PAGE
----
Advanced Electronic Navigation system to Aid Ships Navigate even in Heavy Fog
The U.S. Coast Guard is working on developing a series of prototype electronic navigation aids involving virtual buoys that could assist mariners navigate their way through in poor weather conditions. The project which is being trialed in San Francisco, could be rolled out nationally if it is successful.
Foggy weather conditions are a common sight in San Francisco which makes safe navigation impossible for sailors.
Back in November 2007, a container ship collided with the San Francisco-Oakland Bay Bridge as the ships control crew had poor visibility of their surrounding environment. The collision resulted in a 212-foot hole being gouged into the ship’s hull causing 54 thousand gallons of fuel to be spilled into the waster, contaminating nearly 26 miles of shoreline and affecting at least 2,900 birds.
The virtual buoy system is being dubbed as eATON which stands for electronic aids to navigation, and it aims to reduce such accidents by acting as safety beacons for sailor to navigate through. Twenty Five such virtual buoys have been “deployed in” and around the bay to complement existing radar beacons and other navigation tools.
A pilot program is being deployed in order to assess the effectiveness of how well digital navigation tools can assist ships and other maritime vessels to maneuver past hazardous obstacles in low visibility conditions.
The virtual buoy system works by incorporating the Coast Guard’s Nationwide Automatic Identification System (NAIS), which acts as a standard communication protocol for standard for ship-to-ship, ship-to-shore, and shore-to-ship communication.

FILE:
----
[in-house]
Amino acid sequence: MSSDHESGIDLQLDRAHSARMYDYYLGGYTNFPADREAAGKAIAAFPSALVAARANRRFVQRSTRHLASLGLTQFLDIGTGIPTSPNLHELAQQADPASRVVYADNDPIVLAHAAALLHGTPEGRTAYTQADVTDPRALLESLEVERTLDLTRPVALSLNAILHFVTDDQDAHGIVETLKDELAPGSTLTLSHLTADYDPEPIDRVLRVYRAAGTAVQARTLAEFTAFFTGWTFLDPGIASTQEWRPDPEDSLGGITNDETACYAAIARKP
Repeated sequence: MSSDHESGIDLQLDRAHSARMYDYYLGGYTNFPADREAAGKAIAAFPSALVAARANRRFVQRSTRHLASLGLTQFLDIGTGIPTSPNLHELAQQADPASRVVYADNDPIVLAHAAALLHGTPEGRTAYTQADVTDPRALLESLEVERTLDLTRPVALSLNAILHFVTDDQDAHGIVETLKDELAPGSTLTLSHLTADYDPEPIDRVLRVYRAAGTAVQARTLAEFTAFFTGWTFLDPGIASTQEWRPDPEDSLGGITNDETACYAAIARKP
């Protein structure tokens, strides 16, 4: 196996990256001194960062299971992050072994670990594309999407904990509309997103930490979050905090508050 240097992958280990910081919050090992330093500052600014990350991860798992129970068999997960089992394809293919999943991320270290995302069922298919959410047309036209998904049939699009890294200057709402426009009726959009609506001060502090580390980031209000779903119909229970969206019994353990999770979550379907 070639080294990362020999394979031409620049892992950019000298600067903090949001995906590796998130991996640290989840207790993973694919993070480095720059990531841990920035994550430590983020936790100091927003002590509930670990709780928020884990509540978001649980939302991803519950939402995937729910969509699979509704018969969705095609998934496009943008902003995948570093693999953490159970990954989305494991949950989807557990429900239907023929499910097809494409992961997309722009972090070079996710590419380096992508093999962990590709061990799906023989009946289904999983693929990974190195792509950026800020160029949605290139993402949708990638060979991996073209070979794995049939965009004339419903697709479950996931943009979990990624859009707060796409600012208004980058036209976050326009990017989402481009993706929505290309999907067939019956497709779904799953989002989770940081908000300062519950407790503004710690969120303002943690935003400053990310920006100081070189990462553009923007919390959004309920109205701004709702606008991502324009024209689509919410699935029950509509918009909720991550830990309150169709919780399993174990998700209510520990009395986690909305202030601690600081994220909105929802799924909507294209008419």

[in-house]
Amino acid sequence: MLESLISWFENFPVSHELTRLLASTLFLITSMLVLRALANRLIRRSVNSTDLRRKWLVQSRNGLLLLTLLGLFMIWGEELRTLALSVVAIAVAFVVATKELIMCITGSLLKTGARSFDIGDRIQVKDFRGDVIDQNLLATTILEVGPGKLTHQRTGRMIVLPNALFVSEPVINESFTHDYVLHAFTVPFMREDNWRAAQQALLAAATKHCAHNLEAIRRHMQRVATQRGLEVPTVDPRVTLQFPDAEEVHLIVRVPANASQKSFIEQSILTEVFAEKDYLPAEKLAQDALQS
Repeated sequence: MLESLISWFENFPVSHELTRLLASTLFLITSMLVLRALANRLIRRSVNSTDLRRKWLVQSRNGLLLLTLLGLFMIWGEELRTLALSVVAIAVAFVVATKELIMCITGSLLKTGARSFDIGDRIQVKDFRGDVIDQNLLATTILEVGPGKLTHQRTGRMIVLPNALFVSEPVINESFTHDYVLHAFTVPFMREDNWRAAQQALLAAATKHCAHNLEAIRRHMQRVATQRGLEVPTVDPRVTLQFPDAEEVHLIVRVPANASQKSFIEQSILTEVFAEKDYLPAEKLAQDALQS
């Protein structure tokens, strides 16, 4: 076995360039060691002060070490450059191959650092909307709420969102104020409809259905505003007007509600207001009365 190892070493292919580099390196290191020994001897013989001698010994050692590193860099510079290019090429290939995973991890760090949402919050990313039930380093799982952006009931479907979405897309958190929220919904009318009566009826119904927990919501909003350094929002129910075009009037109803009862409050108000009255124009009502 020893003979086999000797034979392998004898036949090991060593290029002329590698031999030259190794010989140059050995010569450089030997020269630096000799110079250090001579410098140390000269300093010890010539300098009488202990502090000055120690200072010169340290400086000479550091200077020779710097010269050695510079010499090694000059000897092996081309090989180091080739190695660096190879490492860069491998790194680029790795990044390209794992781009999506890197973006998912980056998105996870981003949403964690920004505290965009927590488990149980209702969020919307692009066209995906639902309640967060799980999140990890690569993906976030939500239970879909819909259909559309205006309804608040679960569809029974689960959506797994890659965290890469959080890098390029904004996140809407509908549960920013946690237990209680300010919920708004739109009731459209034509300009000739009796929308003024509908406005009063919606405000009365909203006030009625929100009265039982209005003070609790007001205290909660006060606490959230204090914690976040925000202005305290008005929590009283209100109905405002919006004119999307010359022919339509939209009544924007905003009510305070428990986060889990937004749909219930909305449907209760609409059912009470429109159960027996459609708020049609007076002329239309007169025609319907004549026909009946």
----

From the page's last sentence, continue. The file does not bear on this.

The virtual buoys, which have been placed in “critical turn points” for maritime vessels in the bay, are marked digitally on maritime electronic charting systems and radars, and then transmitted via NAIS. They then show up conveniently on such navigation charts as readily identifiable symbols, in blue or purple diamonds or squares.
Jason Tama, the Coast Guard commander, has remarked on the technology by saying that “For now, the new technology isn’t going to replace any existing systems outright,but rather will be used to augment them.”
He also mentioned an application for the Coast Guard commander which have previously been “impractical” to execute such as offshore locations where it’s too deep to anchor a physical buoy. At the same time, he said, not all ships are equipped with technology that can display eATON so it would take time to implement this technology.
Despite the Coast Guard having clear intentions on developing the technology to help ships avoid dangerous obstacles, it isn’t making big claims for the technology such as specifically saying that eATON system could have prevented the San Francisco accident in back 2007 had it been in placed in that case.